Redskins quarterback Kirk Cousins will soon wrap up another season on an expiring contract. He became Washington’s full-time starter in 2015 on the final year of his rookie deal and has since received the franchise tag in consecutive years.

Cousins, 29, is slated to become an unrestricted free agent once again, unless Washington decides to slap the franchise tag for a third consecutive offseason or agree to a long-term deal with their three-year starter. One of the arguments against signing Cousins on a long-term deal has been his age, however. He will turn 30 before the start of the 2018 season, which has often been a milestone when most players aren’t exactly considered to be a “franchise” piece. A team could build around the quarterback currently in his prime, but it could be in the market for another franchise quarterback at the end of a five-year deal depending on Cousins’s play and durability in his mid 30s.

When asked Sunday about how long he believes he can play, Cousins said he just hopes he can walk away from football “on my terms.”

“I’ve always felt like my dream would be to be able to walk away from the game on my terms, rather than to say, ‘Oh, my body couldn’t do it anymore and the team cut me because I wasn’t good enough,’” Cousins said. “It’s a dream of mine to be able to leave this game on my terms where I could still do it, but I say, ‘No, I’m good.’

“I would just hate to be told that I can no longer play if I want to. I think the ability to have that freedom and say, ‘It’s my choice, and the ball is in my court,’ I think that’s the dream. You never want to be told you can’t do something that you wanna do. As long as I want to be here, I hope that I can give myself that chance. But most guys … very, very few – 1 percent of 1 percent – get to leave the game on their terms.”

Cousins didn’t give an exact age, but there’s been a growing number of quarterbacks in recent years playing well beyond their 30s. There were seven quarterbacks that started in Week 12 at age 35 or older. That list includes Patriots quarterback Tom Brady, who at 40 years old has thrown 26 touchdown passes this season – the most by a quarterback after turning 40 in NFL history. That doesn’t even include Cardinals quarterback Carson Palmer, who was placed on injured reserve in October and turns 38 next month.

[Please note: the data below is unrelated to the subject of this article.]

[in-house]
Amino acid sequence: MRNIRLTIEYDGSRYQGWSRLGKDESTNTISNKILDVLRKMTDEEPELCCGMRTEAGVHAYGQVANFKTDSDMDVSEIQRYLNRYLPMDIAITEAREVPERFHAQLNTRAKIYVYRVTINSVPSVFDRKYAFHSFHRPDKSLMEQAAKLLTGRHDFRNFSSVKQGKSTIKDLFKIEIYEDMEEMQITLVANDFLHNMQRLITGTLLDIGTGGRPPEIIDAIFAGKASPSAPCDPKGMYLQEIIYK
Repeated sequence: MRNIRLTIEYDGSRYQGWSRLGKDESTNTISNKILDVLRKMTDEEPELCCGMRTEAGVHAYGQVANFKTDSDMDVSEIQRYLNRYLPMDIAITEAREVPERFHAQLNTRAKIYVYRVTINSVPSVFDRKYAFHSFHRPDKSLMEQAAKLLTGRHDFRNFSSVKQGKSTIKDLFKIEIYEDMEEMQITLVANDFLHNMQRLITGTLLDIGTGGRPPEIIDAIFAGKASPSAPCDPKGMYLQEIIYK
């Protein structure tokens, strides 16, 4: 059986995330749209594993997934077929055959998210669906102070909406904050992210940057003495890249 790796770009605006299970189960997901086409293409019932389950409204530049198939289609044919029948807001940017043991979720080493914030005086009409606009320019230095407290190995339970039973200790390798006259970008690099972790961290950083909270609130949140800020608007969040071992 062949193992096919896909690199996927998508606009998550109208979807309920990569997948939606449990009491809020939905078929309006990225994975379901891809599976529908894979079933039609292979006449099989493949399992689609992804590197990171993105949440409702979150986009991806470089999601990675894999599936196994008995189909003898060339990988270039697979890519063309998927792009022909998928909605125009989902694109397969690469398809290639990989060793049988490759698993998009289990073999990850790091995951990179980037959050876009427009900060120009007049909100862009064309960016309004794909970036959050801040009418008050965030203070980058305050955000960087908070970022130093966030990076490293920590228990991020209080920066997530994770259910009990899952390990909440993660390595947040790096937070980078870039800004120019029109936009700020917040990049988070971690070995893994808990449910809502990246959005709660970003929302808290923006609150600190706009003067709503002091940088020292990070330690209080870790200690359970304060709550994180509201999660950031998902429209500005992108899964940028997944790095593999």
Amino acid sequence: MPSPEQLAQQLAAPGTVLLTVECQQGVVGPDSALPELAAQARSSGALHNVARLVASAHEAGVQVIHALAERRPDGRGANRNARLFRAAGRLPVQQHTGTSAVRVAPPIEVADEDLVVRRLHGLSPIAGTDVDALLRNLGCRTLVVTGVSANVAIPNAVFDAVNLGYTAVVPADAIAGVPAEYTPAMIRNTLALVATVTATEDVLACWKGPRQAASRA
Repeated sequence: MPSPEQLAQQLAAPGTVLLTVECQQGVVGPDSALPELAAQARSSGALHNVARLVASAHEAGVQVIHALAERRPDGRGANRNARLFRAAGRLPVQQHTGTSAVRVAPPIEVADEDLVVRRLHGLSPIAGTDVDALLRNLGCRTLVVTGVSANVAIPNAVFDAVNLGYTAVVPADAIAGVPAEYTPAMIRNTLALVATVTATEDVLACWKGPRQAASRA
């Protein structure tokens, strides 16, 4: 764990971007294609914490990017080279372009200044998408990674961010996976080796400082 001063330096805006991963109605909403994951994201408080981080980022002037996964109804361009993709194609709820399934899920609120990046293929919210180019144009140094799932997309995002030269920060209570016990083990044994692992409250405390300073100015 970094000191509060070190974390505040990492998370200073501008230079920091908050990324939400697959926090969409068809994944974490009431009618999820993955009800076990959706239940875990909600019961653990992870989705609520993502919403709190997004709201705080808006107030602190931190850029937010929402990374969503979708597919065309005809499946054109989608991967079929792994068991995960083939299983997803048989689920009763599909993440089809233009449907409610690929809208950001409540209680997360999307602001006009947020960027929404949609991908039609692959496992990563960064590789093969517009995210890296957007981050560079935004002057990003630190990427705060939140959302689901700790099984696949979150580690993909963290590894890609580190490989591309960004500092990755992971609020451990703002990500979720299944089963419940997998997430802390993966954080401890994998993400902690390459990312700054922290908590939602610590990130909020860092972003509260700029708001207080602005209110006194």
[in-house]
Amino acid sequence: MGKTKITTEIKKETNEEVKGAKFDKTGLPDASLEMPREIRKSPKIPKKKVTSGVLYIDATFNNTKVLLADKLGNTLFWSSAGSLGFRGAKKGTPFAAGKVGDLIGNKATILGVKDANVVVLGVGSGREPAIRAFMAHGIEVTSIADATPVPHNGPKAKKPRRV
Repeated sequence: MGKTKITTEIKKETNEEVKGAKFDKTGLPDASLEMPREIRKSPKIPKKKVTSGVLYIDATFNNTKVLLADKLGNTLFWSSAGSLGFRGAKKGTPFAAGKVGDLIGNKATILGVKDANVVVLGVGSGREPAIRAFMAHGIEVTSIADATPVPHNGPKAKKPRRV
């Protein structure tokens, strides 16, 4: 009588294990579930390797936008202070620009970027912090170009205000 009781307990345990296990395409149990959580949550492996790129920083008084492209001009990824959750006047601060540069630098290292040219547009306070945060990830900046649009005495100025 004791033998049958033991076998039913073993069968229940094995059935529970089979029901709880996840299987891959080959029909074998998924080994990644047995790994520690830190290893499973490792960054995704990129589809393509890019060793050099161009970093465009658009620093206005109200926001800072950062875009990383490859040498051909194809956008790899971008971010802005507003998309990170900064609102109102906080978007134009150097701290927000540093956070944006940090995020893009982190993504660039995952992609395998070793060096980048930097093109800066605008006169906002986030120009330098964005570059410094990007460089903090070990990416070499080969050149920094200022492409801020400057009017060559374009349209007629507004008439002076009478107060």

“There’s no doubt that, other than Peyton Manning [who retired at 39 after the 2015 season], the best quarterbacks in this league and the most established ones in this league when I entered the league in 2012 are all still here,” Cousins said. “Nothing’s changed in six seasons. I find that interesting in that they haven’t really made room for anybody else to come in because they’re all still there in the same roles they were in back in 2012. They’ve set the bar really high. I hope that the next wave of young quarterbacks, guys that are my age and in their 20s, can hopefully repeat the process in the next wave of guys and that we can still be there for a long time.”

While a player’s body breaks down the older he gets, Cousins has been a durable quarterback for the Redskins up to this point. He’s made every start under center since the beginning of the 2015 season. He’s also played in all 11 games this season despite a career-high 31 sacks as the Redskins have suffered injuries all across the offensive line.

Cousins has taken measures to take care of his body, whether that’s through his recovery and investing in a hyperbaric chamber or through his diet that’s based on how his body processes certain food using bloodwork analysis, to keep him on the field. Cousins, who is a Christian, also said he has a lot of people praying for him as well so that he can hopefully receive the opportunity to walk away from the game when he wants to.

“I’m certainly going to do everything in my power during the season, in the offseason, in my lifestyle and the way I operate to make sure I’m out there and can play for a very long time and provide a good return on investment,” Cousins said.

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